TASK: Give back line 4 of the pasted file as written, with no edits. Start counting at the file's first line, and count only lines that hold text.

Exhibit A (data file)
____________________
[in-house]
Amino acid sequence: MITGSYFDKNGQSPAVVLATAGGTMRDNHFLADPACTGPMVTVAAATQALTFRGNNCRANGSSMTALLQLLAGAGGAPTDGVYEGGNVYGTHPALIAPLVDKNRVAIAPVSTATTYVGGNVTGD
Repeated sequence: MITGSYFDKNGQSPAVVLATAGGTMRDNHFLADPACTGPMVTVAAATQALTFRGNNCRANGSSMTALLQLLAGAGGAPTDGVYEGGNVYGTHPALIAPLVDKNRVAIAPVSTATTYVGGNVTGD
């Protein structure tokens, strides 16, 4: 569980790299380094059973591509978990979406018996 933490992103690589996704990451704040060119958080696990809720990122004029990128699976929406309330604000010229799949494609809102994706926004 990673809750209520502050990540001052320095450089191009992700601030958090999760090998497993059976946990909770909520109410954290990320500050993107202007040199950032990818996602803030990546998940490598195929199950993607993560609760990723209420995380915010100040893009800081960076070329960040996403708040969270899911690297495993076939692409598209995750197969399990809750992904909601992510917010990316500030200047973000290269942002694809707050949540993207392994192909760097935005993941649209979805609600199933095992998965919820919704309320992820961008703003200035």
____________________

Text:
């Protein structure tokens, strides 16, 4: 569980790299380094059973591509978990979406018996 933490992103690589996704990451704040060119958080696990809720990122004029990128699976929406309330604000010229799949494609809102994706926004 990673809750209520502050990540001052320095450089191009992700601030958090999760090998497993059976946990909770909520109410954290990320500050993107202007040199950032990818996602803030990546998940490598195929199950993607993560609760990723209420995380915010100040893009800081960076070329960040996403708040969270899911690297495993076939692409598209995750197969399990809750992904909601992510917010990316500030200047973000290269942002694809707050949540993207392994192909760097935005993941649209979805609600199933095992998965919820919704309320992820961008703003200035």